Event Abstract

3D mapping of synaptic connections within "in silico" microcircuits of full compartmental neurons in extended networks on the example of VPM axons projecting into S1 of rats.

  • 1 Max Planck Institute for Neurobiology, Group Cortical Column in silico, Germany
  • 2 Zuse Institute Berlin, Germany
  • 3 IWR, Germany
  • 4 MPI for Medical Research, Germany
  • 5 MPI of Neurobiology, Germany

Determination of the number and 3D distribution of synaptic connections for individual neuron populations is a key prerequisite to establish large full compartmental neuron network models. Recently described methods for determination of synaptic contact sites using channelrhodopsin-2 (ChR2) (Petreanu et al., 2009) or serial block-face scanning electron microscopy (SBFSEM) (Seung & Denk, Connectomics Project) are promising but not yet satisfying in mapping all synaptic connections for large functional units such as a cortical column. In contrast to these "direct" methods, the statistical approach described here focuses on mapping synaptic connections onto anatomically determined microcircuits in average neuronal networks. A "toolbox" will be described on the example of thalamocortical synapses from neurons originating in the ventral posterior medial (VPM) thalamic nucleus and projecting into the primary somatosensory cortex (S1) of rats.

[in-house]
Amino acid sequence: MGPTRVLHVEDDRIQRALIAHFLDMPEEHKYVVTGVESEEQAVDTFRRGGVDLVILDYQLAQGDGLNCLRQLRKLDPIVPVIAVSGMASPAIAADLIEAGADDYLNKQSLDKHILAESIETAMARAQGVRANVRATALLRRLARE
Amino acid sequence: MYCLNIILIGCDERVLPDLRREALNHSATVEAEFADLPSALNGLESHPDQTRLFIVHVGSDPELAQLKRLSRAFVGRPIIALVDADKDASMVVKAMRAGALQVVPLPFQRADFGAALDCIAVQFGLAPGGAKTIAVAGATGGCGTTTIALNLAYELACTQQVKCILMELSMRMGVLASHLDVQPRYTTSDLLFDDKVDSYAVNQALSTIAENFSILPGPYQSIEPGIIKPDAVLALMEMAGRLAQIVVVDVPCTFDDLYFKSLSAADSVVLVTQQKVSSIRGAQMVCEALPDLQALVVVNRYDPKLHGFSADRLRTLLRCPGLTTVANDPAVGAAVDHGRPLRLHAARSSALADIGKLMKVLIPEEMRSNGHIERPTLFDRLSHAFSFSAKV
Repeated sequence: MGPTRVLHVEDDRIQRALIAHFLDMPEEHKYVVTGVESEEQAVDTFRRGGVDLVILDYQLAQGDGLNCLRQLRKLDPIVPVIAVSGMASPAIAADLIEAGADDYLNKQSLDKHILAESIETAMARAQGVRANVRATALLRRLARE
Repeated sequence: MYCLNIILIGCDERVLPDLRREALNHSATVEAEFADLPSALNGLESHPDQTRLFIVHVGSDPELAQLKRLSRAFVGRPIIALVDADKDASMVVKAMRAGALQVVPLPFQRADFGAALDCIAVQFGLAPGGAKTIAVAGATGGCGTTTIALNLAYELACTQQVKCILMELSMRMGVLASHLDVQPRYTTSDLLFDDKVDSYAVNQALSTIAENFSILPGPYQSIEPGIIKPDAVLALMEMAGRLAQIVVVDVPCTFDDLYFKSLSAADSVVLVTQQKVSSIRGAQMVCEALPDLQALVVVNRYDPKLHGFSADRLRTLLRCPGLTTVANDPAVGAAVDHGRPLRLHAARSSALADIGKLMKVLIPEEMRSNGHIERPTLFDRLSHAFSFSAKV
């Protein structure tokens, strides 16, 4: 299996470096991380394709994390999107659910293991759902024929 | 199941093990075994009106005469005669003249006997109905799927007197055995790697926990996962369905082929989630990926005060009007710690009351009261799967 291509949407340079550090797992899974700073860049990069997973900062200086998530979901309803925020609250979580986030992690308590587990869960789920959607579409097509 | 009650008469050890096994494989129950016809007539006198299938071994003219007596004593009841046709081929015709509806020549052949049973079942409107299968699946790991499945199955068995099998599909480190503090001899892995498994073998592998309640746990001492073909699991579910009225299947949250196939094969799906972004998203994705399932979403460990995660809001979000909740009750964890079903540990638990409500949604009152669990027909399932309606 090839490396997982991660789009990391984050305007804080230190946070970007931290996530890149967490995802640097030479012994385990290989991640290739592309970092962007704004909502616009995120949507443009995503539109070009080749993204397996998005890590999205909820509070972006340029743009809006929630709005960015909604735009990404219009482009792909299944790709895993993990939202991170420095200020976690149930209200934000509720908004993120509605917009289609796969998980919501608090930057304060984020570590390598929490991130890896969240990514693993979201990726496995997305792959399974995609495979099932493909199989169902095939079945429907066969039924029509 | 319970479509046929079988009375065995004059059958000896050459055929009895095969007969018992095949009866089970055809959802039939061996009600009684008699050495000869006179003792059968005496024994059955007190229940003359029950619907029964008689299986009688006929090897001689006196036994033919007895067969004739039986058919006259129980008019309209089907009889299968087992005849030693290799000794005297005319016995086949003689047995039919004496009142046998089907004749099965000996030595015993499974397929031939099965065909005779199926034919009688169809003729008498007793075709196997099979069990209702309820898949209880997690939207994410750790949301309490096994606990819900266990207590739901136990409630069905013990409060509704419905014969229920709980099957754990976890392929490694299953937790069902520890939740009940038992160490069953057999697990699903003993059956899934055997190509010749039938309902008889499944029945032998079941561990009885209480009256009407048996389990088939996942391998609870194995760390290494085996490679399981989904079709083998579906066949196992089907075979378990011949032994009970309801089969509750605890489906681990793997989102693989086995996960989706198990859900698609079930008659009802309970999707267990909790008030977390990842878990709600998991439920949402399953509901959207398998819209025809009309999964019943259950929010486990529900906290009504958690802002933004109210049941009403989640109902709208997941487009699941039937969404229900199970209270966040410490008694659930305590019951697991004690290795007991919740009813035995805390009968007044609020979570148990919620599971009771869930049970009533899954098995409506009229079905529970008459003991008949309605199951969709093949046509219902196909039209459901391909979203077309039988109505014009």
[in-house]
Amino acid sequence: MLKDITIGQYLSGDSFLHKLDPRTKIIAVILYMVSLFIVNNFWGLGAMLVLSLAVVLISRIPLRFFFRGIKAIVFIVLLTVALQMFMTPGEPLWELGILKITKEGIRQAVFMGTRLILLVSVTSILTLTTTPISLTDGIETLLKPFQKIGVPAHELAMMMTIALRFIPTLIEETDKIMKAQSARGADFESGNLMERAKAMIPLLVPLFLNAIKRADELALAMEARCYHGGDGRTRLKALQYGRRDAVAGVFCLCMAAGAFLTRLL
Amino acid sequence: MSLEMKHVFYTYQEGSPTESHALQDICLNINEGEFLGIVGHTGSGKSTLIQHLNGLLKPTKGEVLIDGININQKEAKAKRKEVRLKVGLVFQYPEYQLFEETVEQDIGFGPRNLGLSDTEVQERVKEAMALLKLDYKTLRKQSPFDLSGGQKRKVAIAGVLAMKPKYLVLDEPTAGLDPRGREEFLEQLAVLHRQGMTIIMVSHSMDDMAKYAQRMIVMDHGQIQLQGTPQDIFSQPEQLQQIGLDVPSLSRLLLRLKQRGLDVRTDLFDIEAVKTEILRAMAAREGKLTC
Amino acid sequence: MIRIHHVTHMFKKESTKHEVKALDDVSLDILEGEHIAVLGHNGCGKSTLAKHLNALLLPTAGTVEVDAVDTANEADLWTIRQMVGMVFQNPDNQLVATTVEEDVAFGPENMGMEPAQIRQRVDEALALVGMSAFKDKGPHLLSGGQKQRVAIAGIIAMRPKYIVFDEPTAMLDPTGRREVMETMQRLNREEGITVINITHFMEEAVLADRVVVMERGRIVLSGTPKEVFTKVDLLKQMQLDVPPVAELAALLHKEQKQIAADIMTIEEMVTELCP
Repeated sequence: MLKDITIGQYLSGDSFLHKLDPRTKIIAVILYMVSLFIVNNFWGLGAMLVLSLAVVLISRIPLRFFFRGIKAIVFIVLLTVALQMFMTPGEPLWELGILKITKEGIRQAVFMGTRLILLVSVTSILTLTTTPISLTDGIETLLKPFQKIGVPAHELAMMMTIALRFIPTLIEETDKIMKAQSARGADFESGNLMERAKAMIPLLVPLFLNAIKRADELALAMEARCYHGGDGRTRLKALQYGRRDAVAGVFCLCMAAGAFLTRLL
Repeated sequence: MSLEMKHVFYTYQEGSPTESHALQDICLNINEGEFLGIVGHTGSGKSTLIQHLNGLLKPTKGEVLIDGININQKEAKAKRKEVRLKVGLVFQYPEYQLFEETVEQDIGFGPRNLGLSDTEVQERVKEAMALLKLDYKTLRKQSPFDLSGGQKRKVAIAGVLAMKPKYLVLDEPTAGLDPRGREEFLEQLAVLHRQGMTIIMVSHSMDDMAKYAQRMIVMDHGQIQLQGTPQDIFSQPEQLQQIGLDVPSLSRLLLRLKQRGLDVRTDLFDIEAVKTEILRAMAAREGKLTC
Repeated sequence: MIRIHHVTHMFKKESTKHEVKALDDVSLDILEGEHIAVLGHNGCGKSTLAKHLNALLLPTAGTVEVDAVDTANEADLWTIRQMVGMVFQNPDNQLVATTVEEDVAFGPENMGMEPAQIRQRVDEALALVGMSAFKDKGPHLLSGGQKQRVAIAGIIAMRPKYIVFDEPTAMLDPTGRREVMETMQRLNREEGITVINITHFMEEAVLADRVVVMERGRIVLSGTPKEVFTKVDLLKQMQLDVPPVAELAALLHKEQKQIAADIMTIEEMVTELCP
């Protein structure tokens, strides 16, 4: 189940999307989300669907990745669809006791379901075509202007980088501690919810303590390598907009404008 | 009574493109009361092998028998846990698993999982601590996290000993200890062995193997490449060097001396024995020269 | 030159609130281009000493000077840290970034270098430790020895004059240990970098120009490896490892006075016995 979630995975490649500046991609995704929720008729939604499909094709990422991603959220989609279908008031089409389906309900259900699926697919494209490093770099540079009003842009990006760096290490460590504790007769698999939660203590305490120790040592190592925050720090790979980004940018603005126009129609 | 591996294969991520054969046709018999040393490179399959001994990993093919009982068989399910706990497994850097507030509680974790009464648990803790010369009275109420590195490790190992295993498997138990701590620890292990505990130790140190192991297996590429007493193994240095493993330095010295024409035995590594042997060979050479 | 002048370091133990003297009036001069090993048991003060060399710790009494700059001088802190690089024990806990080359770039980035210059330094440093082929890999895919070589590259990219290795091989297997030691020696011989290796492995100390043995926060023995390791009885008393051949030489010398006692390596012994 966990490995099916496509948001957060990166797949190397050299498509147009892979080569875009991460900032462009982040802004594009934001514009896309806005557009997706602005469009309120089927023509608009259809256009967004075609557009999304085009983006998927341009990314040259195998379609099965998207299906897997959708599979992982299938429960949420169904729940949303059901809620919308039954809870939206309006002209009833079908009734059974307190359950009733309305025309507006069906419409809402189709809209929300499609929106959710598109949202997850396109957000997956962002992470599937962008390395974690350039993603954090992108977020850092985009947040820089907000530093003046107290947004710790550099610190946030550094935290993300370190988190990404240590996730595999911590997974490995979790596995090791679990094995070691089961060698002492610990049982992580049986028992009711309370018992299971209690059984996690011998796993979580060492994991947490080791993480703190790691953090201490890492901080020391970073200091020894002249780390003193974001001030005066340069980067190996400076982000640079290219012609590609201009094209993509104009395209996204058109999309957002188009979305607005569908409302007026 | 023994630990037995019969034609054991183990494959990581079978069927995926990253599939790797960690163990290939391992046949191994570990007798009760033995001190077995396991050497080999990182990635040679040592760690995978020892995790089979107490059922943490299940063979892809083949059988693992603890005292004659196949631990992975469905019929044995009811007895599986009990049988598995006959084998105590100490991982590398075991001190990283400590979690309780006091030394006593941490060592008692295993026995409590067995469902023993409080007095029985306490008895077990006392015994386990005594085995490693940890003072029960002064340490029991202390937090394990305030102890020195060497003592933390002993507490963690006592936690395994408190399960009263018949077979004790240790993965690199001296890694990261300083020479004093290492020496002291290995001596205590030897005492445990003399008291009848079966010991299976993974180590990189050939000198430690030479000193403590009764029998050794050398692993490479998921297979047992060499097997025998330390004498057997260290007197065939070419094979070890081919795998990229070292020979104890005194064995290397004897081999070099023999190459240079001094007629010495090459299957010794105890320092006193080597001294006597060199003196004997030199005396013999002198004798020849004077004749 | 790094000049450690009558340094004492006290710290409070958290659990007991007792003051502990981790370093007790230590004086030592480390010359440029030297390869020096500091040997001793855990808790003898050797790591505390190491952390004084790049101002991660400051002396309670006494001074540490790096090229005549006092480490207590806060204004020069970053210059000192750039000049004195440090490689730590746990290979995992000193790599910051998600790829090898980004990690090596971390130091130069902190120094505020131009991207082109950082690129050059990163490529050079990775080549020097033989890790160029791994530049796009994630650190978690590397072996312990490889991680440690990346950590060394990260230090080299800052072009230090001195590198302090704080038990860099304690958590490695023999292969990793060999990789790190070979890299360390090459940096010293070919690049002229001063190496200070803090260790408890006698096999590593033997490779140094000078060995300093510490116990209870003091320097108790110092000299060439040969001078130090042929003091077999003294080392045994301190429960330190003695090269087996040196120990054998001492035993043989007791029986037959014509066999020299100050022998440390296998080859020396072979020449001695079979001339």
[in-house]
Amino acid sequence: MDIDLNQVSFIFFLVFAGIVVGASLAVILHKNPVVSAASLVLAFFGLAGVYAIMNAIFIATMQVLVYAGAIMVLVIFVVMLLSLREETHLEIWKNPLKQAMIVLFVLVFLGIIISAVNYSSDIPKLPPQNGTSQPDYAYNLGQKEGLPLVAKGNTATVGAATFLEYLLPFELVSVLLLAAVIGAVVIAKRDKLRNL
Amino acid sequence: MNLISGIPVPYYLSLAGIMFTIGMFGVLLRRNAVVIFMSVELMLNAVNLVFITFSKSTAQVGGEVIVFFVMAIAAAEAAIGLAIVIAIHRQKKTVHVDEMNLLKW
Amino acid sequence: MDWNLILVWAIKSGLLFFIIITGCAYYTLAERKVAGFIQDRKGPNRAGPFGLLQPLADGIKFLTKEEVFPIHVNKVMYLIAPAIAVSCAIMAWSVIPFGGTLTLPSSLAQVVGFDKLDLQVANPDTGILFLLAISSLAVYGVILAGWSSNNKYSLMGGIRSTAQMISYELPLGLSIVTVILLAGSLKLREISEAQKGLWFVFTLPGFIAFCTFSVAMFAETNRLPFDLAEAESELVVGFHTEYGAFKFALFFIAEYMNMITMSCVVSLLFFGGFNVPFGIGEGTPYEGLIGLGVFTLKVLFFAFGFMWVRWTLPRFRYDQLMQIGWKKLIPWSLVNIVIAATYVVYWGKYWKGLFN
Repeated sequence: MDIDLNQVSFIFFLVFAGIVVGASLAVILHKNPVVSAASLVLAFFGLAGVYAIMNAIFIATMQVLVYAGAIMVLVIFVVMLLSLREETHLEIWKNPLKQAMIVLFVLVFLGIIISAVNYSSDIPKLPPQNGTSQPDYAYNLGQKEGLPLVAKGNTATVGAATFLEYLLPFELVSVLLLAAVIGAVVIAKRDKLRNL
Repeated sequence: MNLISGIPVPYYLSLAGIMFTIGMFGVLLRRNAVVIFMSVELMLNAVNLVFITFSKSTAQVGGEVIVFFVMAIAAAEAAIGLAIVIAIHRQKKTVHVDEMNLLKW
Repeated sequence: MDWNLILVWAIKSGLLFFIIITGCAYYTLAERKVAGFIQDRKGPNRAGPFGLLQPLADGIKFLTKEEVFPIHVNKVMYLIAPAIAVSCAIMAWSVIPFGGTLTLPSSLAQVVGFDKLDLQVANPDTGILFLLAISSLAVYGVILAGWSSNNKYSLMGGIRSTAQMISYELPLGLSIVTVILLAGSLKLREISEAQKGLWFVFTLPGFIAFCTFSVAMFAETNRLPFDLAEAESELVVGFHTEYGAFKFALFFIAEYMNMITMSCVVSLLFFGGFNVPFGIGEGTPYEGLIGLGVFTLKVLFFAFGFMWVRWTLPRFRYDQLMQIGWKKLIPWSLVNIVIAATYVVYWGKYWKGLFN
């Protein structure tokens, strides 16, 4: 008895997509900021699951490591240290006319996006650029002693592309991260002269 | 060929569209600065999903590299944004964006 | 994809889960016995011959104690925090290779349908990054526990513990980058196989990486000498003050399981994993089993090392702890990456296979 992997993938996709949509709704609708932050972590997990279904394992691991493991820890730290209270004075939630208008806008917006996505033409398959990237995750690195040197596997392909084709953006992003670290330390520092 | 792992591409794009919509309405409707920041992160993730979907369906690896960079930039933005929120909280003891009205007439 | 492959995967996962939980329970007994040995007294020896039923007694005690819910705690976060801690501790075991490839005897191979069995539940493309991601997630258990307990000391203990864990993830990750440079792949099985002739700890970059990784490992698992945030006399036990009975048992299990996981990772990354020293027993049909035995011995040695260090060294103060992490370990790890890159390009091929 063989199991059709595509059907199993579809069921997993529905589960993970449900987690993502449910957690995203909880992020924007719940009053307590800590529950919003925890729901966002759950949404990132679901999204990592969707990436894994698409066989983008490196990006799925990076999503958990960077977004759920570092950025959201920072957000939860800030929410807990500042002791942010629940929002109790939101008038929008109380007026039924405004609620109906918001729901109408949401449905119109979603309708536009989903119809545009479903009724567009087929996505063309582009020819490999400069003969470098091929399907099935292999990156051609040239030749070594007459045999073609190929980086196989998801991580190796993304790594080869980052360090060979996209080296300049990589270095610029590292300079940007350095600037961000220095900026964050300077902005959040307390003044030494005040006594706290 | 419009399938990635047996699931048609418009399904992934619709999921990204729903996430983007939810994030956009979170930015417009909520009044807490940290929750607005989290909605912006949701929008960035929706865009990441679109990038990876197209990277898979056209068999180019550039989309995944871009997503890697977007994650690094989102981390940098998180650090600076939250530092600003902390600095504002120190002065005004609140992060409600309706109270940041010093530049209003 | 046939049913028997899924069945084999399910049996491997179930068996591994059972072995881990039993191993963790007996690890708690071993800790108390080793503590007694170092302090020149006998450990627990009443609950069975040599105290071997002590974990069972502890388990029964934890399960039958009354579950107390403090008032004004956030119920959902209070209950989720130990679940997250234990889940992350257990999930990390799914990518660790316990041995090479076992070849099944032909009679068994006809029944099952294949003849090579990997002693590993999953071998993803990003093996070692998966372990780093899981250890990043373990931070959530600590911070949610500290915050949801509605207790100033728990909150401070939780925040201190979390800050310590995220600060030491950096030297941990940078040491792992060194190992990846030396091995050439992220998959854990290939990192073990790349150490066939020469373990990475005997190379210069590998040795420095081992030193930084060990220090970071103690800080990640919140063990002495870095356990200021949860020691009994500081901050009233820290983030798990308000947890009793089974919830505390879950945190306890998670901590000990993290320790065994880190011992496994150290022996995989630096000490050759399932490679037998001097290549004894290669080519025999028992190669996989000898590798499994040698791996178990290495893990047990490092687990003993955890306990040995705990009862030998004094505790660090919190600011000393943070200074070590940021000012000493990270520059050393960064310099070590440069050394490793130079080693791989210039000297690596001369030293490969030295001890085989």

INCF-09-29-1
INCF-09-29-2

Conference: Neuroinformatics 2009, Pilsen, Czechia, 6 Sep - 8 Sep, 2009.

Presentation Type: Poster Presentation

Topic: Computational neuroscience

Citation: Oberlaender M, Dercksen VJ, Lang S, Helmstaedter M and Sakmann B (2009). 3D mapping of synaptic connections within "in silico" microcircuits of full compartmental neurons in extended networks on the example of VPM axons projecting into S1 of rats.. Front. Neur. Conference Abstract: Neuroinformatics 2009. doi: 10.3389/conf.neuro.11.2009.08.092

Received: 22 May 2009; Published Online: 22 May 2009.

* Correspondence: Marcel Oberlaender, Max Planck Institute for Neurobiology, Group Cortical Column in silico, Munich, Germany, oberlaender@neuro.mpg.de

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